The sport of diving and the commitment involved varies widely depending on available coaches, instructors, diving clubs, types of swimming pools, and aquatic programs. These opportunities can be generally grouped into different levels of diving instruction progressing from lessons for the beginner, to full-time commitment for the elite diver.
But not every diving program fits neatly into one of these packages. Most of these opportunities combine different aspects of these levels of instruction, creating unique programs. Some diving clubs or swimming pools only offer lessons, while others may work primarily with elite divers. But opportunities similar to these exist for divers in almost every large city or town that has a swimming pool.
- 1-4 Hours Per Week
Time commitments for lesson programs will vary depending on the program and the individual. These lessons can be generally broken down into two types: sessions and weekly/monthly instruction.
Session Programs: Session programs offer lessons over a specified number of weeks or months that can vary from 6 weeks to 3 months. These sessions may take advantage of the summer months or follow breaks in the school year.
Weekly/Monthly Programs: Weekly or monthly programs will offer hourly lessons for the diver, giving the option of receiving anywhere from one to three lessons per week with the parent and diver choosing the number and days of the lessons.
Lessons for both the sessions and weekly/monthly type of programs typically last from 30 minutes to 1 ½ hours with 50 minutes being the norm. These lessons may include time both in, and out of the water, focusing mainly on the one-meter diving board. The goal of these programs is to offer an introduction in a safe and fun introduction to the sport of diving.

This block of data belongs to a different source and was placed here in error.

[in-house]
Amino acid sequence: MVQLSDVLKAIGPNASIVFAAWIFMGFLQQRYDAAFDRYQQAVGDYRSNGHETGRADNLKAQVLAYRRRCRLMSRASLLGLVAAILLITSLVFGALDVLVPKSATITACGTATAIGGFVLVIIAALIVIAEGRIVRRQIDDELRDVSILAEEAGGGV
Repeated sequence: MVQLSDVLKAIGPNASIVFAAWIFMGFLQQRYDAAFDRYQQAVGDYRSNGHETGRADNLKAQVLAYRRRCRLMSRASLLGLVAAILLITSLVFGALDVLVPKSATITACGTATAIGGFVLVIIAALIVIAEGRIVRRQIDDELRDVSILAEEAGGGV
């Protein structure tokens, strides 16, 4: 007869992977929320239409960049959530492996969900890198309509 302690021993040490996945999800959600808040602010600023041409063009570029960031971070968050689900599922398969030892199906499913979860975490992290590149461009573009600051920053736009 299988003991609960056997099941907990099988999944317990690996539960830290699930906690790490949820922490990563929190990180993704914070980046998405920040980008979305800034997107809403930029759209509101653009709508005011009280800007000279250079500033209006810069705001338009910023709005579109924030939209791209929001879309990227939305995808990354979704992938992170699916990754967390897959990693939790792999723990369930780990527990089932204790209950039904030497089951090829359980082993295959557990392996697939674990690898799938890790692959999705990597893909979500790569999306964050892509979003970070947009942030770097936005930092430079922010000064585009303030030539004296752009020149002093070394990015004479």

- 4-6 Hours Per Week, Diving Meets
After a series of lessons, many divers will decide it is time to increase their level of commitment. The next step is a developmental, grassroots, or “pre-team” level. In this type of program, the diver will shift from an instructional environment to a training environment.
Just as in lesson programs, this type of level can vary in both name and time involved depending on the club or team that sponsors the program. Divers in developmental programs can count on an average of three to four days a week of training and practice, for 1 /12 hours per workout or 6 hours per week. These sessions will usually include a combination of dryland training and water workouts and generally include both one- and three-meter diving. Diving meets are offered for developmental divers that are usually local or regional one-day events.
- 8-20 Hours Per Week, Diving Meets
Referred to by many names such as “junior programs,” “Junior Olympic,” or “Pre-Elite,” these teams switch gears toward the serious nature of training and competition. The intensity becomes greater, the commitment grows, and the types of training begin to vary. Practicing in this type of environment will usually require a commitment on the part of the diver to be a member of a competitive team and a training schedule that continues year-round.
Time commitments in this group can vary depending on both the sponsoring program and time of year. Junior teams may practice upwards of 20 hours per week during a particular part of the season while other times, such as close to important diving meets, this commitment may drop to 6-8 hours. In this type of environment, rest and “non-training” is as important as time spent on the diving board. All this practice and training would be a waste of time if there were not competitions involved, so the diver also needs to consider the time required for diving meets. Junior meets last between 1-3 days and divers will compete in on average, eight meets per year.
Senior or Elite Programs
- 10-40 Hours Per Week, Diving Meets
Senior or elite programs can require as much time as any job or occupation, and for many divers at this level, training for elite level competitions is a job. The time needed to acquire the skills to compete with the best divers in the nation or the world requires a full-time commitment.
Divers at this level combine many aspects of sports training such as strength and flexibility, dryland training, water workouts, sports psychology, and time management skills. Balancing training requirements with a job or educational requirements does not leave much time for other activities, but athletes striving to become the best in their sport understand that sacrifice is a necessary requirement to attain elite or world class status.